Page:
Coming off of the best season in franchise history, the Los Angeles Clippers will look to take the next step in 2013 by advancing at least as far as the Western Conference finals.
Though the Clippers were unceremoniously swept by the San Antonio Spurs in the second round of this playoffs, the Clips have the ability and the opportunity to progress to the next stage of their journey toward a first NBA championship.
To start with, the Clippers have an excellent foundation. The team is built on the shoulders of All-Stars Chris Paul and Blake Griffin. Having two of the 10 best players in the league—including the best point guard on the planet—on your side never hurt's your team's chances.
Next, factor in the team improving from within. Yes, Griffin has already elevated him to Second Team All-NBA status, but he has only been in the league two years. He's still improving and has a lot of room to grow, especially when it comes to shooting the basketball more than six feet away from the hoop.
Griffin has company when it comes to improving with age and experience. Fellow big man DeAndre Jordan will enter his second season as the team's full-time starting center. Jordan has improved every year in his career and has the raw tools to develop into an elite paint protector.
Also ready to come into his own is 22-year-old Eric Bledsoe, who showed flashes of absolute brilliance in the postseason. Though his primary role will be backing up Paul, the Clippers featured a lot of three-guard lineups, and the combination of Bledsoe and Paul on the floor together can give a lot of teams matchup nightmares.
With seven players from last year's squad hitting free agency this summer, the Clippers will have space to fill out their roster with role players they feel are necessary to advance their cause.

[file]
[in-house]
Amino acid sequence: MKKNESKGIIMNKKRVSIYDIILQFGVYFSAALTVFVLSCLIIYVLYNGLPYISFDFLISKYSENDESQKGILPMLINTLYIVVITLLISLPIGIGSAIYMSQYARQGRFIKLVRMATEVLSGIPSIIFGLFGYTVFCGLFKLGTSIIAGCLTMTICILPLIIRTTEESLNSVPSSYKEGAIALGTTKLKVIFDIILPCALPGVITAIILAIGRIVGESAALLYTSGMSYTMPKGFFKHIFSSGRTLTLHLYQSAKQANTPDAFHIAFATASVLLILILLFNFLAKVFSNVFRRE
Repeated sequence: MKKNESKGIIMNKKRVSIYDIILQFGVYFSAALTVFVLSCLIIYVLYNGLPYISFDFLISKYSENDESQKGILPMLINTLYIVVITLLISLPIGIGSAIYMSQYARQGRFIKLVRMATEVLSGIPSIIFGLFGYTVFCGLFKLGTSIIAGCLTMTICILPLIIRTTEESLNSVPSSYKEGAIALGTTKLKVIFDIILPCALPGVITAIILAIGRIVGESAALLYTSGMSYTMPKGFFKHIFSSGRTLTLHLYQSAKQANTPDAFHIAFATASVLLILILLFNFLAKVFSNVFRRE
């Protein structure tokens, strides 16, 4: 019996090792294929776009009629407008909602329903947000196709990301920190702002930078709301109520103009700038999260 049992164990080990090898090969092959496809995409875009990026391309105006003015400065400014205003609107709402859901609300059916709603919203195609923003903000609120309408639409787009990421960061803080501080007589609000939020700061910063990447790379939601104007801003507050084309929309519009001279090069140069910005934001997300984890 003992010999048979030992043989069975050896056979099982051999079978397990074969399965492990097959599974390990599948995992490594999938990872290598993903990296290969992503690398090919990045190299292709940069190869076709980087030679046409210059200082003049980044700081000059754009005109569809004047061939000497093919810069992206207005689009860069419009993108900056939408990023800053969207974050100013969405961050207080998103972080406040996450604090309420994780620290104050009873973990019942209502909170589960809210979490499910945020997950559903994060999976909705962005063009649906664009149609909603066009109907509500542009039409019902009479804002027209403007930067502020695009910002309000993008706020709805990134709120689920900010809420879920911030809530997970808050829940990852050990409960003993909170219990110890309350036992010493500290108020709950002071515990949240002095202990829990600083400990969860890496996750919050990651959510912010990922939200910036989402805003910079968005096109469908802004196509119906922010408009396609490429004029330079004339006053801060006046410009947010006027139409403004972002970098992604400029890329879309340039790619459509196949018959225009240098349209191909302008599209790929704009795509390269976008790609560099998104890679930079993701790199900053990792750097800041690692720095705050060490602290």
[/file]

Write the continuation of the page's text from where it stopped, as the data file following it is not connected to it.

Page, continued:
Although L.A. isn't blessed with a heap of cap space this offseason, they still have a chance to sign one or two high-impact free agents in addition to re-signing some of 2012's more valuable contributors.
As last December's acquisition of Chris Paul signified, the Clippers now have to be considered major players to collect stars via trade. They still have some valuable trade chips in promising youngsters like Jordan and Bledsoe, plus a luxury role player in Mo Williams who gains extra value in the trade market this season thanks to his sizable-yet-not-crippling $8.5 million expiring contract.
It's clear that the Clips are poised to improve themselves. When you factor in their likely competition, their road to the conference finals gets even clearer.
The Clippers made it to the final four of the West this season. Among the other three teams, you can pencil the Thunder into the Western Conference finals with their core group of young guns. However, both the Spurs and the Lakers are on the decline, even though neither proud franchise will admit it.
With Father Time inevitably slowing down the aging stars in San Antonio and L.A., the Clips are in prime position to leapfrog both of them and vie with OKC for Western Conference supremacy.
The only threats posed from below come from the Memphis Grizzlies (a team the Clippers just defeated in this postseason) and the Utah Jazz (a team still a trying to figure out if it wants to keep being a decent team or totally hit the reset button and try to build a juggernaut a la Oklahoma City).
When you consider the improvements the Clippers will make internally and externally and then add in L.A.'s competitive advantage over their Western foes, it's easy to make the ease that the Los Angeles Clippers will reach the Western Conference finals for the first time in franchise history in 2013.